Case Study: Napa County


Uniting stakeholders by creating shared understanding of Napa County’s agricultural lands

Planning problem

Understanding agricultural lands is important to the Local Agency Formation Commission (LAFCO) of Napa County, which the California legislature designates as managing local governmental boundaries, evaluating municipal services, and protecting prime agricultural lands. State law also requires Napa LAFCO to adopt policies that guide their actions to carry forth these responsibilities. State and regional policies can be complex, full of different definitions and terms, and quickly outdated with the realities on-the-ground. In 2017, Napa LAFCO was updating their policy on Spheres of Influence pertaining to the physical boundary and service area of a local agency that guides how LAFCOs approve boundary changes such as annexations. The staff of Napa LAFCO often faced ambiguous interpretations of that state law outlined and how to reflect updates based on existing land conditions. Until then, it was unclear just how much prime agricultural land was in Napa County. The staff wanted a full overview of all the different types of agricultural and open space lands along with maps to aid in this policy update process, but lacked the GIS analysis capabilities on staff.

How the Greenprint helped

Brendon Freeman and Dawn Mittleman Longoria, staff of Napa LAFCO, turned to the Bay Area Greenprint to access information representing the multiple values in the landscape. The information included the CA Storie Index, a soil rating based on soil characteristics that govern the land’s potential utilization and agricultural capacity, Napa County landscapes’ irrigation capability and watershed designations. Through using the Greenprint, staff found alignment about a richer view of the values in the county’s lands, and how to draft guidelines related to natural assets in their communities. They were also able to use GIS as a tool to illustrate visually to stakeholders resources and values contained within their land and how the policies may impact their lands. “A picture really is worth a thousand words,” said Dawn, referring to how the Greenprint’s maps and dashboards could easily depict local reality to stakeholders, who held strong views about their perceptions of Napa County’s lands. The Greenprint’s dashboard and maps proved to be invaluable in bringing everyone together around a shared view of the actual data. This aided Napa LAFCO staff through difficult discussions and misinformation barriers.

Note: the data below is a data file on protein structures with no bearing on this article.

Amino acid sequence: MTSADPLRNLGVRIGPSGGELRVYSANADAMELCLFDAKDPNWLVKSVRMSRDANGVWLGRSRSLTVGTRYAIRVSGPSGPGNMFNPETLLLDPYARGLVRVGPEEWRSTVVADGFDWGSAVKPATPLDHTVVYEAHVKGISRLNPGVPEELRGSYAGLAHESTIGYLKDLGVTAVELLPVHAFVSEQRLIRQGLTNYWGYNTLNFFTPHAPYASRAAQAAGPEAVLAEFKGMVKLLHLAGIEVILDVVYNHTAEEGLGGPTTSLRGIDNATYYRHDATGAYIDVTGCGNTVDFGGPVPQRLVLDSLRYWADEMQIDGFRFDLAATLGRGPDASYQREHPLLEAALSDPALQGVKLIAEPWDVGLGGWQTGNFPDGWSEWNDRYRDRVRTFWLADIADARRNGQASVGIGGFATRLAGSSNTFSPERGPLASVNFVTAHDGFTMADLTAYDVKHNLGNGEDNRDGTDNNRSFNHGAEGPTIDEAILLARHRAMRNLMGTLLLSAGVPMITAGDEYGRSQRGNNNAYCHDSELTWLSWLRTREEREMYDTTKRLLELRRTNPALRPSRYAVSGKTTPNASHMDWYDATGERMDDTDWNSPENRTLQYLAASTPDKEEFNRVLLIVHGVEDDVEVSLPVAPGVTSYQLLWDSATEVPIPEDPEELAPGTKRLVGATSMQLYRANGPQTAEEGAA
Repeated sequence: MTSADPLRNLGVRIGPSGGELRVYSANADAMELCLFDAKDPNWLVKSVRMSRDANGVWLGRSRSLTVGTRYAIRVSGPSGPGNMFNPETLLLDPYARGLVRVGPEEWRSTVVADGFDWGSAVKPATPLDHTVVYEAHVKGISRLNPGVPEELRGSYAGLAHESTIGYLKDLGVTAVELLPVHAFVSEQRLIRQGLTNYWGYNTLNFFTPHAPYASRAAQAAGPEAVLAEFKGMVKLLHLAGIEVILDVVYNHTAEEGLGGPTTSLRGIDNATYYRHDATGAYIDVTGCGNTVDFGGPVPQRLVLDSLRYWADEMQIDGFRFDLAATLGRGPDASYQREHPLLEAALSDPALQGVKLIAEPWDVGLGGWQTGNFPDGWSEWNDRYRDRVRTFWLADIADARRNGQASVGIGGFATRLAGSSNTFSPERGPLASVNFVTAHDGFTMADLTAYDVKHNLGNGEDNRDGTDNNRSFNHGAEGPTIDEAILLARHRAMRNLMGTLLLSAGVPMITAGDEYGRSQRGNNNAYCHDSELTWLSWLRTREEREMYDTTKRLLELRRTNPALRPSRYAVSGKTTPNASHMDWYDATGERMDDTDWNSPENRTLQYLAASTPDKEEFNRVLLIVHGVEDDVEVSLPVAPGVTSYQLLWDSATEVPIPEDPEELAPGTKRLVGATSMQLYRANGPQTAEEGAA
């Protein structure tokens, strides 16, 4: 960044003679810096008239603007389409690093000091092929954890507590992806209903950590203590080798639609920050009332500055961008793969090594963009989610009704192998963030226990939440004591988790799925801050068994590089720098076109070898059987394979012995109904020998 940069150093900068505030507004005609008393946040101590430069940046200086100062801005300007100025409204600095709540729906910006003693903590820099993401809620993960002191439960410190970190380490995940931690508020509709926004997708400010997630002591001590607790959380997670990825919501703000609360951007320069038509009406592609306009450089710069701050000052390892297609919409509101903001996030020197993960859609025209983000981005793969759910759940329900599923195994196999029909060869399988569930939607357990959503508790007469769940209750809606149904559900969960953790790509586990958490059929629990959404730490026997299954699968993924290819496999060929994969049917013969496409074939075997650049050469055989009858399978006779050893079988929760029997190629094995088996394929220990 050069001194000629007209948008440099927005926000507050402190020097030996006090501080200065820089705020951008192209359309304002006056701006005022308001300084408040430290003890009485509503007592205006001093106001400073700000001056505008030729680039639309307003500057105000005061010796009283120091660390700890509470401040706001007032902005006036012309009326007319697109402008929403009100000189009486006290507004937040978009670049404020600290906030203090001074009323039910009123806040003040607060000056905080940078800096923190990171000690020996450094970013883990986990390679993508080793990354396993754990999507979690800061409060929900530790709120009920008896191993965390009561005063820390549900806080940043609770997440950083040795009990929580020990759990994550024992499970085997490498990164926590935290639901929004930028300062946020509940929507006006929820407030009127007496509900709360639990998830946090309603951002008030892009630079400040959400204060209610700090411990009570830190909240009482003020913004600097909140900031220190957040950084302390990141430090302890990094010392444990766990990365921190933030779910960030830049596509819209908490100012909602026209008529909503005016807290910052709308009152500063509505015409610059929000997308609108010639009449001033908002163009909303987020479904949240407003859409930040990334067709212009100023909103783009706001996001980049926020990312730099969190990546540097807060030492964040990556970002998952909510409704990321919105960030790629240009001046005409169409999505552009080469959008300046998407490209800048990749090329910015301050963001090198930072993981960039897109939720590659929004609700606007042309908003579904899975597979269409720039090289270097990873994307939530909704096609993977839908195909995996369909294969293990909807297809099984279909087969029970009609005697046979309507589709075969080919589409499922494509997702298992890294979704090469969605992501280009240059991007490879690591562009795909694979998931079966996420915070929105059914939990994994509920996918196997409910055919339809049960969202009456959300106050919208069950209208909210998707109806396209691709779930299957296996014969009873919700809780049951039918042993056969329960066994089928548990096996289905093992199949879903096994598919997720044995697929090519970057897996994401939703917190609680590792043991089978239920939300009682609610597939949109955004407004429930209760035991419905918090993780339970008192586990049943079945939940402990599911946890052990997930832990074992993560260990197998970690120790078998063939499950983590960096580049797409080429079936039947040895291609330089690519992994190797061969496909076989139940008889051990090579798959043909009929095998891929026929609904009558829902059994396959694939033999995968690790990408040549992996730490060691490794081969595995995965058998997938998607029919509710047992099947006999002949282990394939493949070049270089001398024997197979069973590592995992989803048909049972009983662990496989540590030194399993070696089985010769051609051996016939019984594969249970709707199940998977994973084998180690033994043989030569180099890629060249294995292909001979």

Regional impact

After four years, a revised policy was adopted as a result of the entire Napa County government network concurring around the specific qualities and conditions of their lands, not just misperceived generalities. The Greenprint maps were the magic in this process that brought different perspectives together and promoted mutual understanding of the data that ultimately determined the real opportunities for policy to preserve agricultural and open space lands and promote smart growth for Napa County as a whole.

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